There is a fascinatingly complex relationship for students to discover between the physical act of making art, and the psychological reasoning behind it. Art, at its core, is a form of communication; a vehicle of expression. And whether it is sophisticated or shallow, there needs to be some degree of motivation behind an artwork if it is to stand any chance of resonating with an audience. In other words, the artist needs to know why they are creating a particular image and allow that reasoning to influence the direction of the work. Otherwise the work is in danger of becoming another trite image in an ever expanding ocean of kitsch. Even work created with exceptional technical skill, if lacking a clearly defined purpose, becomes a transparent window exposing the artist’s lack of intention.

    School arts programs face decline in funding, student participation, survey says

    Almost all New Jersey students are being offered some arts education, but not all are taking advantage of it and spending has declined, a report released last week finds.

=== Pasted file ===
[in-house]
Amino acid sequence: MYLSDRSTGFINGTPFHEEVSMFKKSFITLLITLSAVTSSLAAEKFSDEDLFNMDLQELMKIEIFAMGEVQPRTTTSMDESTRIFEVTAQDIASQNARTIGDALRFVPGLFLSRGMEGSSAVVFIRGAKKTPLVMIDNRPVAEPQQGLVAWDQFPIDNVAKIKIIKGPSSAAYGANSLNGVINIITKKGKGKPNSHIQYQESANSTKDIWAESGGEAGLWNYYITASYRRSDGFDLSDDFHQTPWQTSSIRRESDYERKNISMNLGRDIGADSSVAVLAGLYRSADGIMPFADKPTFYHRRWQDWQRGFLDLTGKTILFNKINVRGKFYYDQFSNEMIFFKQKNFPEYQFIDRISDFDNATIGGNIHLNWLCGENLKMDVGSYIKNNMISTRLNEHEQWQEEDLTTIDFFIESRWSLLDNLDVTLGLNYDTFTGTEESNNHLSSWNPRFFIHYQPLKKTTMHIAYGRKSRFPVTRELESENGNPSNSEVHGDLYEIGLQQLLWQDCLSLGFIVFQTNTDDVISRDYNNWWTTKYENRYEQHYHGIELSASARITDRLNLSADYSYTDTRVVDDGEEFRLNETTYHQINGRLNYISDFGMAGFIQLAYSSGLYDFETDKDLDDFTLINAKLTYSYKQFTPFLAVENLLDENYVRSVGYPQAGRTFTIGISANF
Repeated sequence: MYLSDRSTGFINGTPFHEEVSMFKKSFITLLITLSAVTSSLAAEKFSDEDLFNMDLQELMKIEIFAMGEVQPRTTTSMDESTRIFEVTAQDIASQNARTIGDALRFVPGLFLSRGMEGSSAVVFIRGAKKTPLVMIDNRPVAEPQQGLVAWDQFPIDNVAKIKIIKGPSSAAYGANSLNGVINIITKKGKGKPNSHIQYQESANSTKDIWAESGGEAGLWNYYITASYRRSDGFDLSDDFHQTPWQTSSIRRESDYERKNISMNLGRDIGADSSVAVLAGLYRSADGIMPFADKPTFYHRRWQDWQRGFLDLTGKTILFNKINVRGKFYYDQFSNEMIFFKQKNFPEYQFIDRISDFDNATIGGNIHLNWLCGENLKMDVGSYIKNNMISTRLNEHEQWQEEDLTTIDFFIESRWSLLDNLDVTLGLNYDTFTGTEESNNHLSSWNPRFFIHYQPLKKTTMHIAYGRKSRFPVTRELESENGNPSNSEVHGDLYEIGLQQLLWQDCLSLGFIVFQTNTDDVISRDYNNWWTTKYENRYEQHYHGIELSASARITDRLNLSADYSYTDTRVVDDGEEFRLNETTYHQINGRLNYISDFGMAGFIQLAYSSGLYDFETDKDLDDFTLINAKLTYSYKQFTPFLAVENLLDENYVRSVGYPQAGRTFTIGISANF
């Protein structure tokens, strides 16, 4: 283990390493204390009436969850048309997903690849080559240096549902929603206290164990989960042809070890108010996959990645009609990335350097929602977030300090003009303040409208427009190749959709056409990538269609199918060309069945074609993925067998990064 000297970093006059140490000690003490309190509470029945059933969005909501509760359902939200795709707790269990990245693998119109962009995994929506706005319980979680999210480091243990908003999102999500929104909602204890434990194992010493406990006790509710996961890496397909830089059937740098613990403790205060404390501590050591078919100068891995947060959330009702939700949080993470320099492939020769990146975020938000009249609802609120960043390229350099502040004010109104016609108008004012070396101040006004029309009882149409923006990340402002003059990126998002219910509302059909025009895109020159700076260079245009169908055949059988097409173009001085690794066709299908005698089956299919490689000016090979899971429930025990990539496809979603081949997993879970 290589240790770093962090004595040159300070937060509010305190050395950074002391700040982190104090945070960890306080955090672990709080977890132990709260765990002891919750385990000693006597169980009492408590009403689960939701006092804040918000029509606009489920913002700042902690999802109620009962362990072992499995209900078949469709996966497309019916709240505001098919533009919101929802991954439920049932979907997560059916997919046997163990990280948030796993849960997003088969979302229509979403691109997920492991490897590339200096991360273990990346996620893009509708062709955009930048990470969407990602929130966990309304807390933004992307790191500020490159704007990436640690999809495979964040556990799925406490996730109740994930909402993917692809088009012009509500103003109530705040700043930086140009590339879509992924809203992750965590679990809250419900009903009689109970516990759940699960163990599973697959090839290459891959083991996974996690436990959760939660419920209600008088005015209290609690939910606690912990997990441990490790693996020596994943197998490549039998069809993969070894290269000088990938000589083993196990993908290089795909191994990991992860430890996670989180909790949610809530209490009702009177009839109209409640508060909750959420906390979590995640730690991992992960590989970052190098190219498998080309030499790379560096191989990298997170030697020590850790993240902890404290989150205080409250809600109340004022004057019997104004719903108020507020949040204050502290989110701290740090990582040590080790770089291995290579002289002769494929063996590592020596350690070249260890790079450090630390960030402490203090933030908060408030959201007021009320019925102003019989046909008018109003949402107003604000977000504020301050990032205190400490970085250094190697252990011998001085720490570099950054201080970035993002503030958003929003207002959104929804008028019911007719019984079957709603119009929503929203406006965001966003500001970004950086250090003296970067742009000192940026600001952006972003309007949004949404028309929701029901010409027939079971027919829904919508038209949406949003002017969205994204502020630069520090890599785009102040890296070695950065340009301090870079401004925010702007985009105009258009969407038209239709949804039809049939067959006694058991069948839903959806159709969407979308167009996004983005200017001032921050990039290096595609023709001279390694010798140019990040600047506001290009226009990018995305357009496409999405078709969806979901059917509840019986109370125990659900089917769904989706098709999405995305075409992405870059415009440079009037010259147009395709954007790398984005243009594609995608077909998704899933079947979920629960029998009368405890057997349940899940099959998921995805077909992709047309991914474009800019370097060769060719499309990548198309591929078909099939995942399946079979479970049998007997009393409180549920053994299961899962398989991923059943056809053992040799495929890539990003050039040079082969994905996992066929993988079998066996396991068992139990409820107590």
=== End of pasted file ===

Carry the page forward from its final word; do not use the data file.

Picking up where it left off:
“There appears to be a narrowing of instruction,” said Bob Morrison, project director for the New Jersey Arts Education Census Project 2011. “The recession has played a role, but we don’t know yet if that is a temporary condition or a long-term negative trend we have to address.”

    The 2011 Census is an update to the first survey done in 2006. The current survey results have been posted in an interactive database that allows the public to look up every participating school in the state. All but about 30 schools completed the 2011 survey, and based on the results, 97 percent of students have access to arts education, up from 94 percent in the 2006 survey.

    Morrison said socioeconomic factors seem to play more of a role in the current survey, with more affluent districts offering more arts education, but excellent programs can be found in low-income districts. Locally, Absegami High School in Galloway Township, Egg Harbor Township High School, the Texas Avenue School in Atlantic City, Stow Creek Township School in Cumberland County and Stafford Township Intermediate School in Ocean County ranked in the top 10 percent of schools in the state.

    Absegami dance teacher Lisa Zeuner knows very well the impact of the recession on arts education. Her program was cut, then saved in 2010 as the Greater Egg Harbor Regional High School District grappled with a tight budget and crying students pleaded with the school board. On Friday, her Flowmotion class presented its 10th anniversary program at the school.

    Among the performers was Kevin Yu, a senior who had no formal training until he joined the introductory dance course as a freshman. He will graduate in June and attend Rutgers University, majoring in dance.